Homeland Security’s Biometrics Database Is on Its Way to the Amazon Cloud


The Office of Biometric Identity Management released a privacy impact assessment as the program begins moving the nation’s biometric database to Amazon’s GovCloud.

The Homeland Security Department is in the midst of migrating its central biometric database—used to store, manage and disseminate biometric data on U.S. citizens and foreign nationals—to the Amazon Web Services GovCloud, the first step in a major overhaul of the decades-old legacy system.

With significant advancements in biometric technologies—like iris and facial scans—and computing technology, DHS decided it was time to upgrade its decades-old Automated Biometric Identification System, known as IDENT, originally developed in 1994. In 2015, the Office of Biometric Identity Management began work on the Homeland Advanced Recognition Technology, or HART, system, which will introduce new capabilities and shift the entire system to the cloud.

OBIM officially began the shift from IDENT to HART this year, including finalizing a privacy impact assessment for the first phase: migrating existing data and functionality to the cloud. The impact statement was finalized and signed in February and subsequently published in May “to align with the completion of other system requirements,” a DHS spokesperson told Nextgov.

The HART system is being rolled out in four phases, or “increments,” each with its own timetable and privacy impact assessment to be published. Increment 1 focuses on the underlying infrastructure development and ensuring the data and applications used in IDENT make a smooth transition to the cloud.

“HART Increment 1 implements a new data architecture, which includes conceptual, logical, and physical data models, a data management plan, and physical storage of records where each associated record may have multiple associated biometric modality images,” the document states. That work is being done through a $95 million contract with Northrop Grumman.

The privacy impact assessment walks through how the system will be used and by which federal agencies and partners, as well as some of the basic underlying biometric technologies, such as the various forms of facial recognition.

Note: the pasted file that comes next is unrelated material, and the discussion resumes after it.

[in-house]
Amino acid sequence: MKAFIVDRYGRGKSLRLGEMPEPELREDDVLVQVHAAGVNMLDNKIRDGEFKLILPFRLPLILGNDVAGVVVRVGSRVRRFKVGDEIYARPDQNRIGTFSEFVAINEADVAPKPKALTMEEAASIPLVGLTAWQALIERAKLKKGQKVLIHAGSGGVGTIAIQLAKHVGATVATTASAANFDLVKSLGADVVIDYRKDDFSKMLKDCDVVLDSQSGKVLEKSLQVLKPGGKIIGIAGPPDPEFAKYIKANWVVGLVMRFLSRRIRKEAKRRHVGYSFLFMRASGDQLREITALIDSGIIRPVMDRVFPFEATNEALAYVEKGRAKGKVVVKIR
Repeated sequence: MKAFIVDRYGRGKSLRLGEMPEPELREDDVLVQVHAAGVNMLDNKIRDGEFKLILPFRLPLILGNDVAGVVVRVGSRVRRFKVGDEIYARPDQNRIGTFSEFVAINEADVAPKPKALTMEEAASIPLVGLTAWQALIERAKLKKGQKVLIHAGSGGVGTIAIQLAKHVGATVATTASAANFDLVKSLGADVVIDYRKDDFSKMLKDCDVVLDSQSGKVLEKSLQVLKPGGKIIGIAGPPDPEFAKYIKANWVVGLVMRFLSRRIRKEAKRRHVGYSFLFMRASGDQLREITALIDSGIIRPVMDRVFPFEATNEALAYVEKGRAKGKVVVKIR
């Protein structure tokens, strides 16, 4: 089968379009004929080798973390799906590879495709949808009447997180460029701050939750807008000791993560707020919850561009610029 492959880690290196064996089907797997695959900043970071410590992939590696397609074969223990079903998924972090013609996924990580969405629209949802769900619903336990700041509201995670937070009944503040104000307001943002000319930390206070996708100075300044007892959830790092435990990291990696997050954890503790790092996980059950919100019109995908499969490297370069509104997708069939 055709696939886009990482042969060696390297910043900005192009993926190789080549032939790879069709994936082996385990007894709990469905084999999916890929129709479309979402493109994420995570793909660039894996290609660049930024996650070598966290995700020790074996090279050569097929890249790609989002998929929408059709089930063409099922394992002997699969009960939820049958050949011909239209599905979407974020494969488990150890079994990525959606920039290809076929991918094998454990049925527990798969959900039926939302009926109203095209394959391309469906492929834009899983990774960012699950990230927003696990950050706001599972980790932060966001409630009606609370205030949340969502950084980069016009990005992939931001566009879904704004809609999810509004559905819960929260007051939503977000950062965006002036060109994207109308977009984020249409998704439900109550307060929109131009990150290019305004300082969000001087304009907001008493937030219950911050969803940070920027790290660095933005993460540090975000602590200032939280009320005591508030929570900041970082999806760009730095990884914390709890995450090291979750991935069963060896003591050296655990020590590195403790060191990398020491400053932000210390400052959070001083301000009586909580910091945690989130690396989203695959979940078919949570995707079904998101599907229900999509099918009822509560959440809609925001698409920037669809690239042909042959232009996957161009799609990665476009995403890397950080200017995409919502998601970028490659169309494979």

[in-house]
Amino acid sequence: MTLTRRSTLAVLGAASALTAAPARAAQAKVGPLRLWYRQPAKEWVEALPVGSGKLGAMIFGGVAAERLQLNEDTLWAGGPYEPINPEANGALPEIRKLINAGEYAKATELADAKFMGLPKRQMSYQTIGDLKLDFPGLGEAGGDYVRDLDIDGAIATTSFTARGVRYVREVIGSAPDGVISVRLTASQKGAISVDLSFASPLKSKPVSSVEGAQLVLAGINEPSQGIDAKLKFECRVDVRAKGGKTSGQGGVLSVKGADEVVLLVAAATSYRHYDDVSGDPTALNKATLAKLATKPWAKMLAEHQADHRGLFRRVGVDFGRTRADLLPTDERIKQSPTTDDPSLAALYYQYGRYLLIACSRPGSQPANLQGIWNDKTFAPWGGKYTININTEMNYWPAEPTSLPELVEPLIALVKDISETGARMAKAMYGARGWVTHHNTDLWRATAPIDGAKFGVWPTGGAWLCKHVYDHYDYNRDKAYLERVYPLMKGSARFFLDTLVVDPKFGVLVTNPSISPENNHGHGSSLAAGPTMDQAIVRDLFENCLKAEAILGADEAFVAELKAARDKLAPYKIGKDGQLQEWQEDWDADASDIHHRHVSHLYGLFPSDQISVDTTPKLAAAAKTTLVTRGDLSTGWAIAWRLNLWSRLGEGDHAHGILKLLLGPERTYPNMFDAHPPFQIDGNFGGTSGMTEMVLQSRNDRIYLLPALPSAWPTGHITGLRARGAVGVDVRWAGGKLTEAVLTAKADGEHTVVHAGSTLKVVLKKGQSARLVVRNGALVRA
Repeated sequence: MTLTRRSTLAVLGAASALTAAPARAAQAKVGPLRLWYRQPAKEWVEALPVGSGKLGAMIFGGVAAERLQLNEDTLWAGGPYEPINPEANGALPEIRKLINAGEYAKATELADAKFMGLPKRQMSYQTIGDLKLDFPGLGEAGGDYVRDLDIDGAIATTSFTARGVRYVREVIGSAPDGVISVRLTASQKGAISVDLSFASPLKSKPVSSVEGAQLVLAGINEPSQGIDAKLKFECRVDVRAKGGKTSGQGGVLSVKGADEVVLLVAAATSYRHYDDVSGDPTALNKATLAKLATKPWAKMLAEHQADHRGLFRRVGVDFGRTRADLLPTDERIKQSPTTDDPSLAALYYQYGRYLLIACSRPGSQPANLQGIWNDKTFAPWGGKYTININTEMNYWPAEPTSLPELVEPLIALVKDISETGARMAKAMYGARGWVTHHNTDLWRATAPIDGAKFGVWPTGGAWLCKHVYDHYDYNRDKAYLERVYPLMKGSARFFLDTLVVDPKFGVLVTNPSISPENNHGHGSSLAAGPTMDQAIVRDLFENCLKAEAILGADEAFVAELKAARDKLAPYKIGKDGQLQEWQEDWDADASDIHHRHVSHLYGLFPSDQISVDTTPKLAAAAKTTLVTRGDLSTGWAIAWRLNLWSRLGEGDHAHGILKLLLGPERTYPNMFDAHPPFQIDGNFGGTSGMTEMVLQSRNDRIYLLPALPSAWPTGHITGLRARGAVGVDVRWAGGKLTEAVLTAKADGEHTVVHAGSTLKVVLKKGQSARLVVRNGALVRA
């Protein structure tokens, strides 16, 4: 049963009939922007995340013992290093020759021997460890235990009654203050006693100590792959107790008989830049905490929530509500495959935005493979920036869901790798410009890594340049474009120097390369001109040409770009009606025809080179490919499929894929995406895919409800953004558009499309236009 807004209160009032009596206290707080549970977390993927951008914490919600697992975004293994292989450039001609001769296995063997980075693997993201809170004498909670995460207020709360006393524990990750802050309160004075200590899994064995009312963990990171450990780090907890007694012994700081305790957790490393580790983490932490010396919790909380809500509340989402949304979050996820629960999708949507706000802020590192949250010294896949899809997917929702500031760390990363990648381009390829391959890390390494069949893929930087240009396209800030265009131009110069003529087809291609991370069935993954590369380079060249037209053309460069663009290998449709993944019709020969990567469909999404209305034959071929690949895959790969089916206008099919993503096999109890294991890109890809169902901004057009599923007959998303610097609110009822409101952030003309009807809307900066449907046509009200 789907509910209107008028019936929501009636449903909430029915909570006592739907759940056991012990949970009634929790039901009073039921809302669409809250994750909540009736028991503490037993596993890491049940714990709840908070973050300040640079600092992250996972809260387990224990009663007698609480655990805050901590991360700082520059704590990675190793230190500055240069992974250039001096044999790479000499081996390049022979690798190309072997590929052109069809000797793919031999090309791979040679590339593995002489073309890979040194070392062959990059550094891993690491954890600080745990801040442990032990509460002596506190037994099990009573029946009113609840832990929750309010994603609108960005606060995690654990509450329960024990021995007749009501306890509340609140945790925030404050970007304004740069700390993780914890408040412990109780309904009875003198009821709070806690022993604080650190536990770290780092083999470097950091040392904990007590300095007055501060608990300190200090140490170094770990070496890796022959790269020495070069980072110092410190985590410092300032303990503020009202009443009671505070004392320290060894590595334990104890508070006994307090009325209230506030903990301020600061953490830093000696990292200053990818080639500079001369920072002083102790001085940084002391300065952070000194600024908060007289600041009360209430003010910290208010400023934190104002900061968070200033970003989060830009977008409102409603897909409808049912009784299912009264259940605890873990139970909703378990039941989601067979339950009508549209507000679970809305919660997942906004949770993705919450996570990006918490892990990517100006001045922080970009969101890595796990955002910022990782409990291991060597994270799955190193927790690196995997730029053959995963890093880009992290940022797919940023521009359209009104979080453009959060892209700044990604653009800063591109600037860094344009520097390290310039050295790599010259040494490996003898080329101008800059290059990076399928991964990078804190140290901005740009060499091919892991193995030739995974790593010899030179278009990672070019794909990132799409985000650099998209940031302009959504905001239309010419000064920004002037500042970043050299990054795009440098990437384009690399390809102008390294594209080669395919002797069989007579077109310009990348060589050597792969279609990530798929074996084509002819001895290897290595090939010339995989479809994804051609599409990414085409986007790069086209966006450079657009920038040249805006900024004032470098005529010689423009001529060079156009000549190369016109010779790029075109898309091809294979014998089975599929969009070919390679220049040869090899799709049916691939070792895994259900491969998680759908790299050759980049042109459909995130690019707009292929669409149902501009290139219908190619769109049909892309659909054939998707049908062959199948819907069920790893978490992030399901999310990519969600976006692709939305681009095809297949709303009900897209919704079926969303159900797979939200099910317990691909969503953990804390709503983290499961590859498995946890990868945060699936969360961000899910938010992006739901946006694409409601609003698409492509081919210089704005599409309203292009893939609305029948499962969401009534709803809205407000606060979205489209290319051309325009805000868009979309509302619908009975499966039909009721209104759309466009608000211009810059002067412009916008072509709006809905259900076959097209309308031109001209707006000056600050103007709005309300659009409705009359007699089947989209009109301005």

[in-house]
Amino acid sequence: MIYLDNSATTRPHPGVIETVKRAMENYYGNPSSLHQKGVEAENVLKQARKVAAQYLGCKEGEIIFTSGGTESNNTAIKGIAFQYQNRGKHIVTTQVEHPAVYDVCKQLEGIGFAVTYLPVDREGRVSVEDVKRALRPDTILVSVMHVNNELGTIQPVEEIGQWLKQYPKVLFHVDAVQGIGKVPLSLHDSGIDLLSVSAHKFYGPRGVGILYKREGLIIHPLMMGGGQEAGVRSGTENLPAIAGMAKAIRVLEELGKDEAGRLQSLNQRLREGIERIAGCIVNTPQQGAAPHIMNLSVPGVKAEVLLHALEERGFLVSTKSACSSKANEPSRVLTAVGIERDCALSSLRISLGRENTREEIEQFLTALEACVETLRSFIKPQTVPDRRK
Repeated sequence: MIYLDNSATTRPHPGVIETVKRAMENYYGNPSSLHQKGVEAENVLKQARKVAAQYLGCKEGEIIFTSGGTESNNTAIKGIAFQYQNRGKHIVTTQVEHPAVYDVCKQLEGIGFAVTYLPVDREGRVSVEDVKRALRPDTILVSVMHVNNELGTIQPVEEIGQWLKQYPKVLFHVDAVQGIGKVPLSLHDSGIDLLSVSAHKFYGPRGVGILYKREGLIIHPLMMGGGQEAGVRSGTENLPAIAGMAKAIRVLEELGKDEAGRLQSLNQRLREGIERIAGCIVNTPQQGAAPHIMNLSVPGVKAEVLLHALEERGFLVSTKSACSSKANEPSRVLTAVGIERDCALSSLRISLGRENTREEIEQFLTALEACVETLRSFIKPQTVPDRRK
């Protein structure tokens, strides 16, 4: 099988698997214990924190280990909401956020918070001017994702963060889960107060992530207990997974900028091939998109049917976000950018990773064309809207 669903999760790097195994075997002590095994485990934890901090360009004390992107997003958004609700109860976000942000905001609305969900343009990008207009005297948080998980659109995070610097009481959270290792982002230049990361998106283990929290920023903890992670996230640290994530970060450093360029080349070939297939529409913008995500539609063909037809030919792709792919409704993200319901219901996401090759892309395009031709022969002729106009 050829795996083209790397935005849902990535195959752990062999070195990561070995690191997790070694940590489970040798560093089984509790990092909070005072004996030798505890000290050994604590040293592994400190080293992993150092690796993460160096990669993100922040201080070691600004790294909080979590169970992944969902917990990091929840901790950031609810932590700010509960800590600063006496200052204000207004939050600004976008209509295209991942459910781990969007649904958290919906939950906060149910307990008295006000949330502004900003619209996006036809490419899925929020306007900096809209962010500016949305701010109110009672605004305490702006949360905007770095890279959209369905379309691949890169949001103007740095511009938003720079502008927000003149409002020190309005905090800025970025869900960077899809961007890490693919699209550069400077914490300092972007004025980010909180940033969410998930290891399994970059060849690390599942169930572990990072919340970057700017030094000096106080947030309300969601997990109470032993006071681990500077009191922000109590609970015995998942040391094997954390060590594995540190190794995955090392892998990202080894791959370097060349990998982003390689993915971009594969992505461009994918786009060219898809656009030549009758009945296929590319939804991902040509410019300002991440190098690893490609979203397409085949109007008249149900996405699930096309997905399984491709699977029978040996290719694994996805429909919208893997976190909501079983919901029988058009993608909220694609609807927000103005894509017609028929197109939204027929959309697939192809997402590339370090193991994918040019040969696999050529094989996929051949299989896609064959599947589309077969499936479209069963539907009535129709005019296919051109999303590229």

Once the cloud migration is complete, HART will officially become the system of record for national security biometric data. The privacy impact assessment—originally finalized in February—stated the program was on track to take over by the end of fiscal 2020. With the COVID-19 pandemic affecting productivity on every level, an OBIM spokesperson told Nextgov that the deadline might be pushed to the end of calendar 2020, if not further. However, the spokesperson said those conversations are ongoing and the revised schedule—if needed—has not been established yet.

By the completion of Increment 1, the new HART system is expected to function the same as the current IDENT system, with the same capabilities, including the ability to match biometric indicators like face, iris and fingerprints to other forms of identity, like Social Security numbers and Alien Numbers. However, with the new cloud-based architecture, the system will be “designed for scalability to address projected growth in identity and image data volumes and to accommodate any needs associated with larger files,” the impact assessment states.

The program office plans to include new capabilities in Increment 2, including “increased interoperability with agency partners and improved reporting features.”

“Increments 3 and 4 will include a web portal and user interface capability, support for additional modalities, and improved reporting tools,” as well as their own privacy impact assessments, the document states.

OBIM has also issued a request for information for services in Increments 3 and 4, though the timeline and full procurement strategy are still being fleshed out.